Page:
We have a paradox!



The name Daniel Ellsberg may sound familiar to some readers, though in a totally different context. Ellsberg is the famous leaker of the notorious Pentagon Papers to the Washington Post in 1931. Born in 1931 in Chicago, Ellsberg showed great talent as a child…as a piano virtuoso. But he was talented not only in music and obtained a Pepsi-Cola scholarship to study economics at Harvard University whence he graduated summa cum laude. In 1954, he joined the Marine Corps and served for three years as a platoon leader and company commander. Back at Harvard in 1962, he earned a Ph.D. in Economics with a thesis on Risk, Ambiguity and Decision.

Ellsberg transferred to the State Department in mid-1965. Later, at the RAND Corporation, he worked on the top-secret McNamara study of ‘U.S. Decision-making in Vietnam, 1945-68’. To his deep shock, he learned about governmental deception and unwise decision-making, cloaked by secrecy, under four presidents. Unable to garner attention within the US Congress, he photocopied the entire 7,000 page study and leaked it in the fall of 1969, first to the New York Times, then to the Washington Post, then to seventeen other newspapers.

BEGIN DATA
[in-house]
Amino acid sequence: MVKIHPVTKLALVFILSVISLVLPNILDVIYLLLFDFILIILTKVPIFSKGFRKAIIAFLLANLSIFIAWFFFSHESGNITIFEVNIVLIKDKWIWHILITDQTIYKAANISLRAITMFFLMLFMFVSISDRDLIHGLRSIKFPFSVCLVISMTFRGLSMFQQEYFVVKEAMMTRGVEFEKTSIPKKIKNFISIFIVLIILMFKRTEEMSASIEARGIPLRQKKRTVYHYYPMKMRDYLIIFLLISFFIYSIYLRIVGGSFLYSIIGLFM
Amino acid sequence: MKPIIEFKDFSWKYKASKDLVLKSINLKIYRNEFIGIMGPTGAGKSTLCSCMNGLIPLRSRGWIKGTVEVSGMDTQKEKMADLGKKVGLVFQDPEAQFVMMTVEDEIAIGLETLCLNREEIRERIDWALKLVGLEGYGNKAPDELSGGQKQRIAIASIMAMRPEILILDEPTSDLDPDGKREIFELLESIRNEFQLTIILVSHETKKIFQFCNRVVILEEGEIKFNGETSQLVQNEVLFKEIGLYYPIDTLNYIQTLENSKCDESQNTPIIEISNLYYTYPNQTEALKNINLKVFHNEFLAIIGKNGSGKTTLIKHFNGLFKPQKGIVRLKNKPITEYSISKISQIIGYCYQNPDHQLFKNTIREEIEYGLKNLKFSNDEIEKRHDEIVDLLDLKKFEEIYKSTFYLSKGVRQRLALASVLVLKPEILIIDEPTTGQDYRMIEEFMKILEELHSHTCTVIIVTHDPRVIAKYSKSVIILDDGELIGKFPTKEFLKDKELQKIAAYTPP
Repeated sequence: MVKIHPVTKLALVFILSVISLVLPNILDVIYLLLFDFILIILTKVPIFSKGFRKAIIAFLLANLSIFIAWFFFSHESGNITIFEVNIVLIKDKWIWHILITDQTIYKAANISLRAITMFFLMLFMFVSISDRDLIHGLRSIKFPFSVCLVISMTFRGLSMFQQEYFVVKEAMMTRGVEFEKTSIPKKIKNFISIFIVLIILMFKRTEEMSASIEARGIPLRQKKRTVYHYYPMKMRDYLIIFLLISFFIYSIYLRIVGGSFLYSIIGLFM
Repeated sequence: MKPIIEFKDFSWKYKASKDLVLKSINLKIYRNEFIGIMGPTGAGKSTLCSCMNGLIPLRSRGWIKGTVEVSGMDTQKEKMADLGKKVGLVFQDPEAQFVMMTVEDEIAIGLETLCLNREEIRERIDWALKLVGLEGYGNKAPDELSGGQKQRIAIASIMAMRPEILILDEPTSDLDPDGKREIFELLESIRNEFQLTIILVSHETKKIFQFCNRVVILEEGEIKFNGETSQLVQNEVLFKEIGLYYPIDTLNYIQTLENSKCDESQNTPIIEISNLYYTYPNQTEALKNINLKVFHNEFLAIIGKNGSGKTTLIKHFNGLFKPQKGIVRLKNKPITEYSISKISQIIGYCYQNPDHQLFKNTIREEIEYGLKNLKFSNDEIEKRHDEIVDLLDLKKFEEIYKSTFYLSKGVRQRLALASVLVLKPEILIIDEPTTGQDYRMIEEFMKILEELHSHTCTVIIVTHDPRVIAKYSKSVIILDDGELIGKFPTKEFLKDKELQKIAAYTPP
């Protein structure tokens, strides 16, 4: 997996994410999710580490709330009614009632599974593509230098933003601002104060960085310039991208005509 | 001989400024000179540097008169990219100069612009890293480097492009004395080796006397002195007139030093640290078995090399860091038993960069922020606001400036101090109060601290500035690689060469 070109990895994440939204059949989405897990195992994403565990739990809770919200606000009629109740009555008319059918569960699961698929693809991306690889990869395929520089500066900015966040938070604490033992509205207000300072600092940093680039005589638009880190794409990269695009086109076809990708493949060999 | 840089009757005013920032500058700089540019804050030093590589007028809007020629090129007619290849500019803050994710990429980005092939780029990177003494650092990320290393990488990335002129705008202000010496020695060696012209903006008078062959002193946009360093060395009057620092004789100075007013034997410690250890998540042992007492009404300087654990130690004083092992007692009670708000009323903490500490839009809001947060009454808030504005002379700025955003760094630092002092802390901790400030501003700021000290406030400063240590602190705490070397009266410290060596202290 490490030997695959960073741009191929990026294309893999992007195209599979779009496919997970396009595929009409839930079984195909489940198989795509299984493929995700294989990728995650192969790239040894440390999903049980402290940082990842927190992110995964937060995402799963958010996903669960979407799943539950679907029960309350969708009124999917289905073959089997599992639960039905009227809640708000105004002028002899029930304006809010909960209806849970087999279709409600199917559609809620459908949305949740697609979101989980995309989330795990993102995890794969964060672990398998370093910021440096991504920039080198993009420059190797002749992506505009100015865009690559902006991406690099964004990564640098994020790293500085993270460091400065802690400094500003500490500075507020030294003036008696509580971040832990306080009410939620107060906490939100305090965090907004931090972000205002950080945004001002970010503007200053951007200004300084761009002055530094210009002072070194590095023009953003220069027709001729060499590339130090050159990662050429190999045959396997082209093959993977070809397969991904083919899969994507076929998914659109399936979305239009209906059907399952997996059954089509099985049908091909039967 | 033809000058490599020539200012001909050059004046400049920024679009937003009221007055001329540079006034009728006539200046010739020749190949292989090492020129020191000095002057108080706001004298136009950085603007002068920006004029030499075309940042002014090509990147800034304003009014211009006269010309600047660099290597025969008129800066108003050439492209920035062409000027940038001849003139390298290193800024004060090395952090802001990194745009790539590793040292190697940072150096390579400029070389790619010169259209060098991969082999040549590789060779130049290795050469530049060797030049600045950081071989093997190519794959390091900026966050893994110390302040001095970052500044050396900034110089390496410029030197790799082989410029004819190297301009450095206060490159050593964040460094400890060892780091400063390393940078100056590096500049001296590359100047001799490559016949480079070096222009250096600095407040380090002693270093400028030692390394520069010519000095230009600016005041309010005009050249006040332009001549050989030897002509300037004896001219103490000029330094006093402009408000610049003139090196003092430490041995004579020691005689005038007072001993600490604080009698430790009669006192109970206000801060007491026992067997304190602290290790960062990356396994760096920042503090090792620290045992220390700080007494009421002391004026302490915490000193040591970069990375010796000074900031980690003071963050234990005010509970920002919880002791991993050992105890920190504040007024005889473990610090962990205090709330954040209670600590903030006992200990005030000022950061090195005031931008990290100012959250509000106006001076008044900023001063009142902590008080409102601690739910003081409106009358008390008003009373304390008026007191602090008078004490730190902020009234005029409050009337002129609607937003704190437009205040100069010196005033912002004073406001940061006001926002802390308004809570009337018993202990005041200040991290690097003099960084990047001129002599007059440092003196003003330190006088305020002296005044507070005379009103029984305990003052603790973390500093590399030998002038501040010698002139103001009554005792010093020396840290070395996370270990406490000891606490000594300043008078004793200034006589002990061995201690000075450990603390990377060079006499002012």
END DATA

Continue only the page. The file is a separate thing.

Ellsberg faced prosecution on twelve federal felony counts but due to horrendous governmental misconduct, the judge declared a mistrial.

* * *

Several years before he became notorious for the Pentagon Papers, Ellsberg had made a name for himself in a totally different context. While still a Fellow at Harvard, he published a paper which showed that there are problems with the way in which people handle probabilities. ‘Risk, ambiguity and the Savage axioms’, published in The Quarterly Journal of Economics, is considered a landmark in the theory of decision making.

The gist of the paper was a test that Ellsberg designed and tested on his colleagues. It consisted of the two questions asked at the outset of this chapter.



Recall that the first question asked you to chose between ’red’ and ‘black. The second question asked you to chose between ‘red or yellow’ and ‘black or yellow’. A rational person, no matter what her belief about the number of black balls, should compare ‘red or yellow’ to ‘black or yellow’ in the same manner as she compares ‘red’ to ‘black’. Adding ‘yellow’ to the question should not influence her choice at all.